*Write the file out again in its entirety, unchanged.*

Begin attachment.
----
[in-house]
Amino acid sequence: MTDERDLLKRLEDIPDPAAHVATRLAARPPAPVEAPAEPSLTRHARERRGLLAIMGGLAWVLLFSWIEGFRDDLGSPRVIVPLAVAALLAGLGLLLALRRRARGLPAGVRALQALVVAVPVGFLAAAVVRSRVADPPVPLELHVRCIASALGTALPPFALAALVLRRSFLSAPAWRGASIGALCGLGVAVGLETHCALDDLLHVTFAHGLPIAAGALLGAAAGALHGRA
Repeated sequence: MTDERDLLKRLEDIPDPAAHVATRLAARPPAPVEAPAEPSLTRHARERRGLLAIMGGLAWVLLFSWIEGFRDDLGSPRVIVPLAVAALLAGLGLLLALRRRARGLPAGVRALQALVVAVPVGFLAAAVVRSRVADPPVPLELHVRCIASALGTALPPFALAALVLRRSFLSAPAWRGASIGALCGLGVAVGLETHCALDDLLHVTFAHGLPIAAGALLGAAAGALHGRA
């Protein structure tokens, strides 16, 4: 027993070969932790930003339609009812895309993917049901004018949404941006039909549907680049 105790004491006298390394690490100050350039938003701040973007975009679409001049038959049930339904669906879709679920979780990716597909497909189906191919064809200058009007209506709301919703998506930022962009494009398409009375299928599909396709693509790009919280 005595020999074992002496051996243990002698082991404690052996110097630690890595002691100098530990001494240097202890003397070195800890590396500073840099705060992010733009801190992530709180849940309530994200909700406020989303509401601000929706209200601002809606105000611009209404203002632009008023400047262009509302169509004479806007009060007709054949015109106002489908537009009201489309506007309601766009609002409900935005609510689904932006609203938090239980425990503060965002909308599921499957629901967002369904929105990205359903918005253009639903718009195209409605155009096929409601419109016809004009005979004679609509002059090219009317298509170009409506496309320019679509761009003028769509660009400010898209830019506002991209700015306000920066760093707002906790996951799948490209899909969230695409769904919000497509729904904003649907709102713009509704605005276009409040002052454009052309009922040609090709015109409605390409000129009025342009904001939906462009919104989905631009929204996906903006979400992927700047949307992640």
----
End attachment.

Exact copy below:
[in-house]
Amino acid sequence: MTDERDLLKRLEDIPDPAAHVATRLAARPPAPVEAPAEPSLTRHARERRGLLAIMGGLAWVLLFSWIEGFRDDLGSPRVIVPLAVAALLAGLGLLLALRRRARGLPAGVRALQALVVAVPVGFLAAAVVRSRVADPPVPLELHVRCIASALGTALPPFALAALVLRRSFLSAPAWRGASIGALCGLGVAVGLETHCALDDLLHVTFAHGLPIAAGALLGAAAGALHGRA
Repeated sequence: MTDERDLLKRLEDIPDPAAHVATRLAARPPAPVEAPAEPSLTRHARERRGLLAIMGGLAWVLLFSWIEGFRDDLGSPRVIVPLAVAALLAGLGLLLALRRRARGLPAGVRALQALVVAVPVGFLAAAVVRSRVADPPVPLELHVRCIASALGTALPPFALAALVLRRSFLSAPAWRGASIGALCGLGVAVGLETHCALDDLLHVTFAHGLPIAAGALLGAAAGALHGRA
């Protein structure tokens, strides 16, 4: 027993070969932790930003339609009812895309993917049901004018949404941006039909549907680049 105790004491006298390394690490100050350039938003701040973007975009679409001049038959049930339904669906879709679920979780990716597909497909189906191919064809200058009007209506709301919703998506930022962009494009398409009375299928599909396709693509790009919280 005595020999074992002496051996243990002698082991404690052996110097630690890595002691100098530990001494240097202890003397070195800890590396500073840099705060992010733009801190992530709180849940309530994200909700406020989303509401601000929706209200601002809606105000611009209404203002632009008023400047262009509302169509004479806007009060007709054949015109106002489908537009009201489309506007309601766009609002409900935005609510689904932006609203938090239980425990503060965002909308599921499957629901967002369904929105990205359903918005253009639903718009195209409605155009096929409601419109016809004009005979004679609509002059090219009317298509170009409506496309320019679509761009003028769509660009400010898209830019506002991209700015306000920066760093707002906790996951799948490209899909969230695409769904919000497509729904904003649907709102713009509704605005276009409040002052454009052309009922040609090709015109409605390409000129009025342009904001939906462009919104989905631009929204996906903006979400992927700047949307992640």